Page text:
And the thing is, there’s nothing actually wrong with announcing things. The trick is knowing when to announce them. The best time to announce a new plan is when it’s no longer a plan. Instead, announce something when it’s already become a habit. This gets you a running start with any piece of content, and it allows you to stay motivated for much longer.
➢ IDEAS WITHOUT EXPECTATIONS
Here’s how to get a running start. Let’s say you’re planning to do a new show where you broadcast your gym sessions five times a week. Imagine whatever you would have announced, the schedule you would have promised, and the hype you would have created. Then, instead of announcing it at all, just start producing the content to the best of your ability. Everything will still be the same- the audience can still watch the show, interact with you, suggest workouts, or do whatever, in the same way they would have if you announced it was coming out five days a week. But by not promising an infrastructure for an unproven concept, you’re now more free to let this new show idea grow naturally.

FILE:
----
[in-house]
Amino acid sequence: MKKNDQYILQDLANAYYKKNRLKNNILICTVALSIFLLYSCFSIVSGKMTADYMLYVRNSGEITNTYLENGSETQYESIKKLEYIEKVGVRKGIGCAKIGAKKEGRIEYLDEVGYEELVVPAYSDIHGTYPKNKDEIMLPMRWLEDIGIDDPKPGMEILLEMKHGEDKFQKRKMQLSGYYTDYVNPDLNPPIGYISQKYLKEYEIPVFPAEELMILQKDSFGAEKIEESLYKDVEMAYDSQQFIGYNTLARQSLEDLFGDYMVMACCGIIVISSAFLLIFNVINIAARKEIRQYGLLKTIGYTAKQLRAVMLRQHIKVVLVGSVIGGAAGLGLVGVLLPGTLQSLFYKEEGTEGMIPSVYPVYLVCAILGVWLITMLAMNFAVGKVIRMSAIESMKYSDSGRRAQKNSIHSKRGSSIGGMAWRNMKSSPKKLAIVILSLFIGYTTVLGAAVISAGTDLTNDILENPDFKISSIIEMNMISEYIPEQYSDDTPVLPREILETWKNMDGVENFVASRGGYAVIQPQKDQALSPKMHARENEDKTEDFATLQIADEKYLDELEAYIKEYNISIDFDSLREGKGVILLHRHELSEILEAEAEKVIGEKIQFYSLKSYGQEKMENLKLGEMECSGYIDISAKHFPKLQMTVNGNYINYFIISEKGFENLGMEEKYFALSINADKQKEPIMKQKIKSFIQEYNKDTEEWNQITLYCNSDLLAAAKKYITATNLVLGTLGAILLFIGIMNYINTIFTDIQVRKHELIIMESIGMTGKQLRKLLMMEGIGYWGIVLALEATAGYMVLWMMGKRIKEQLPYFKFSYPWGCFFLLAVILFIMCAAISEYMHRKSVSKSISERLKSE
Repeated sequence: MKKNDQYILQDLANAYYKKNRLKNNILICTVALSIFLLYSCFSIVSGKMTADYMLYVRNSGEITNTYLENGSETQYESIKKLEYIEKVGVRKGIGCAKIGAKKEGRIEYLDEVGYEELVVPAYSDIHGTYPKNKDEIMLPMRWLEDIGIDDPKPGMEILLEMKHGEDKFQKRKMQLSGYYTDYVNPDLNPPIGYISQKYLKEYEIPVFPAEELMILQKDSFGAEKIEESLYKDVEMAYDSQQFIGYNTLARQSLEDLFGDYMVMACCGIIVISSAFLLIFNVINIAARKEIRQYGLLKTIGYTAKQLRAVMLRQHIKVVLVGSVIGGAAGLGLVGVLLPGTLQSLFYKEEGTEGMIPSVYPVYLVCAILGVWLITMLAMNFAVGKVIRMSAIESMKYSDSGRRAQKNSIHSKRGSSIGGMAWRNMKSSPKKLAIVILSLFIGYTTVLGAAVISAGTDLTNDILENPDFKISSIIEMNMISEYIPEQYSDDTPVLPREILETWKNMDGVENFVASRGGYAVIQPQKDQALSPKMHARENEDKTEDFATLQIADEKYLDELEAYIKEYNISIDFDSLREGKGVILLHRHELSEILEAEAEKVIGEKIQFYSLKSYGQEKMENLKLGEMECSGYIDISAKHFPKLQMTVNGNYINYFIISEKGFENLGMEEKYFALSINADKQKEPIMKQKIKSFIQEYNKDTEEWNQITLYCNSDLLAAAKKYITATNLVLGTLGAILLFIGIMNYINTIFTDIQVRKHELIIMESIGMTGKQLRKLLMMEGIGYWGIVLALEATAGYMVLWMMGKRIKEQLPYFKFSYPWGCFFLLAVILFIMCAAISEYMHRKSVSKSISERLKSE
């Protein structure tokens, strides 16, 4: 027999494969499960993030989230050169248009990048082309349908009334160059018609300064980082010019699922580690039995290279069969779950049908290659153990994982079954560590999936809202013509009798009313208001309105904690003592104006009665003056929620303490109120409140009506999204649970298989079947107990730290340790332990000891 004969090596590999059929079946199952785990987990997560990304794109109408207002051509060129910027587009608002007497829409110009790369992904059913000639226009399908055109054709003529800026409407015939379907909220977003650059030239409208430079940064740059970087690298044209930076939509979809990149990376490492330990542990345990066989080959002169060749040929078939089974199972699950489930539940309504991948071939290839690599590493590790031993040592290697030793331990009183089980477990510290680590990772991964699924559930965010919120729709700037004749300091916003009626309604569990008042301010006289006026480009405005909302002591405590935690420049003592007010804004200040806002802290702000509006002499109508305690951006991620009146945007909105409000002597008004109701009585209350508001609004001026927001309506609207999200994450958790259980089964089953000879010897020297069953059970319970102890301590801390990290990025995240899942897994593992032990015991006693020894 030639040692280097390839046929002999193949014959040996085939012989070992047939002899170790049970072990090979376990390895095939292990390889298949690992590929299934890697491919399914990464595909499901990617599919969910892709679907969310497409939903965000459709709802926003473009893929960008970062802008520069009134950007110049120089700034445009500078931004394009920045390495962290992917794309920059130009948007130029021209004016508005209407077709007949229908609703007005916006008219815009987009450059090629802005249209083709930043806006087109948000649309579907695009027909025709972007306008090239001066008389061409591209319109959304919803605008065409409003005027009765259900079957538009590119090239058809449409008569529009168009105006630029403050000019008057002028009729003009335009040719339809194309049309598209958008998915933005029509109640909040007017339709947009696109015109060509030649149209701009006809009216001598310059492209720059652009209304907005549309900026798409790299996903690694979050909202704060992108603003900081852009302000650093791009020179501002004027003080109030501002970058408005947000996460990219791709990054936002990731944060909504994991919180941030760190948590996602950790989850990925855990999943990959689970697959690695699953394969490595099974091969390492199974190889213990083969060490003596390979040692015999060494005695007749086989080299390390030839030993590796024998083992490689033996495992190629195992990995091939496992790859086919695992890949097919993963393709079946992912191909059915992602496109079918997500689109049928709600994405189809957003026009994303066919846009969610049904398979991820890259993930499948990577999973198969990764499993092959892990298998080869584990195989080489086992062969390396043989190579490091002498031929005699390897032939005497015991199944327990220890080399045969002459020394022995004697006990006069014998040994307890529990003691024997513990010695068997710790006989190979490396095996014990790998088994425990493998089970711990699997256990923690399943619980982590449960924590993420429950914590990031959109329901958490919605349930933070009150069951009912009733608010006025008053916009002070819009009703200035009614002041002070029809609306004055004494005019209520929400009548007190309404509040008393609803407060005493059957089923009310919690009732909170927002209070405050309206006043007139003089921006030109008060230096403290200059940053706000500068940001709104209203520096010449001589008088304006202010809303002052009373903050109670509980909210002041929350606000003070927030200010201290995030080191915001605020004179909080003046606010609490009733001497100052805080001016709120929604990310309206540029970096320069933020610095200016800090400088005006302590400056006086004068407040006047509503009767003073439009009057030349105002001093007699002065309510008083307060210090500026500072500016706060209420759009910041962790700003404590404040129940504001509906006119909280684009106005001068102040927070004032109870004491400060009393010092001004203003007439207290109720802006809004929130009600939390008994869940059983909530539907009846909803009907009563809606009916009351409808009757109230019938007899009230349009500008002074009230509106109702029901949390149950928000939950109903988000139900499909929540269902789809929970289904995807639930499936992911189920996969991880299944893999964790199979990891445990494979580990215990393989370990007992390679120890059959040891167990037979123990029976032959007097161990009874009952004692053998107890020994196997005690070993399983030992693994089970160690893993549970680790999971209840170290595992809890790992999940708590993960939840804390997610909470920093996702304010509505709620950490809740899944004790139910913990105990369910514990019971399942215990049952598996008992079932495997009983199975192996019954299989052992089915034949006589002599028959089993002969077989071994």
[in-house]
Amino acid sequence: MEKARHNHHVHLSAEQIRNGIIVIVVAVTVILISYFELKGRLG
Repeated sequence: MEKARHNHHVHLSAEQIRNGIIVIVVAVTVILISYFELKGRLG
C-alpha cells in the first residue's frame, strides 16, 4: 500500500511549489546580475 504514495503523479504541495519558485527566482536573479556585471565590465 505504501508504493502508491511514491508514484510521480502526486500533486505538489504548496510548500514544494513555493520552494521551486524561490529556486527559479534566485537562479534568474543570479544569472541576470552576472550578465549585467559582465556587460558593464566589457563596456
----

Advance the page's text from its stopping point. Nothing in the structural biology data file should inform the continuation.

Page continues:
|Kiryu is about to get a workout without|
even needing to hit the gym.
As I mentioned in the entry On Twitch, Failure is Your Friend, allowing yourself to make mistakes on stream, scrap ideas, try new ones, and work out kinks is an important part of making a stream better. By doing this, you can deal with problems as they arise without added pressure. What if the gym doesn’t allow you to film? What if the internet there keeps cutting out? What if, after a few episodes, you realize you don’t like being filmed while working out? By simply starting to do broadcasts from the gym, and having them happen to occur five times a week, you’re forming a habit while also learning to tackle several important troubleshooting factors. Then once you’ve built up the experience in this new stream type, learned what does and doesn’t work, and most importantly, have decided whether you enjoy doing this new show in general, you can safely announce it without loss of motivation. Because you’ve already got a running start.
➢ WALK BEFORE YOU RUN
This idea of getting up to running speed with a new stream idea before announcing it has helped me just as much three years into my channel as when I first started. I truly believe this is a universal piece of insight, and I highly encourage you to try it with your next big idea. The audience doesn’t need to hear a big pitch and announcement for every one of your new concepts before it’s ever been tested. They can get just as excited to learn that a new stream type they’ve been seeing from you will now become a channel fixture. And of course, this will do wonders to take pressure off you as the streamer, and help keep you motivated through the entire process. It’s hard enough to build new habits without creating extra commitments. So why not get a running start before committing to new things on your streams?